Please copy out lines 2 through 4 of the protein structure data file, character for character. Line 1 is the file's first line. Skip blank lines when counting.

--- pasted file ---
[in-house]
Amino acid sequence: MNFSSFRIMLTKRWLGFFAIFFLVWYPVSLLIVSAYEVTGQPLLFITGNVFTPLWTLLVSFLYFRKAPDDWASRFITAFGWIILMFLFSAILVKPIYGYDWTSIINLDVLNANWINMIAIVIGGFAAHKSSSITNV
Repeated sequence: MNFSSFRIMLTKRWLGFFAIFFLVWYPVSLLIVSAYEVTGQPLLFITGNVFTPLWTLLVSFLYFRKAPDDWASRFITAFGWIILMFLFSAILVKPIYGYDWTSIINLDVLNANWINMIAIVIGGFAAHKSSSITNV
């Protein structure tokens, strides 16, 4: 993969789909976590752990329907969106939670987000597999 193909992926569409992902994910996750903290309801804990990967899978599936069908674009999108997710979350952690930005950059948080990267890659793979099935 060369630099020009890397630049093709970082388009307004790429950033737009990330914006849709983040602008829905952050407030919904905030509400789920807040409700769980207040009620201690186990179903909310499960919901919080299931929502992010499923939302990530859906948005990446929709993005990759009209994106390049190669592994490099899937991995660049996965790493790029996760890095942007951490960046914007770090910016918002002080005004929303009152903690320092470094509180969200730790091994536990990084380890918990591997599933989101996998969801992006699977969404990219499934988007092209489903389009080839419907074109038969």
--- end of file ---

Amino acid sequence: MNFSSFRIMLTKRWLGFFAIFFLVWYPVSLLIVSAYEVTGQPLLFITGNVFTPLWTLLVSFLYFRKAPDDWASRFITAFGWIILMFLFSAILVKPIYGYDWTSIINLDVLNANWINMIAIVIGGFAAHKSSSITNV
Repeated sequence: MNFSSFRIMLTKRWLGFFAIFFLVWYPVSLLIVSAYEVTGQPLLFITGNVFTPLWTLLVSFLYFRKAPDDWASRFITAFGWIILMFLFSAILVKPIYGYDWTSIINLDVLNANWINMIAIVIGGFAAHKSSSITNV
């Protein structure tokens, strides 16, 4: 993969789909976590752990329907969106939670987000597999 193909992926569409992902994910996750903290309801804990990967899978599936069908674009999108997710979350952690930005950059948080990267890659793979099935 060369630099020009890397630049093709970082388009307004790429950033737009990330914006849709983040602008829905952050407030919904905030509400789920807040409700769980207040009620201690186990179903909310499960919901919080299931929502992010499923939302990530859906948005990446929709993005990759009209994106390049190669592994490099899937991995660049996965790493790029996760890095942007951490960046914007770090910016918002002080005004929303009152903690320092470094509180969200730790091994536990990084380890918990591997599933989101996998969801992006699977969404990219499934988007092209489903389009080839419907074109038969």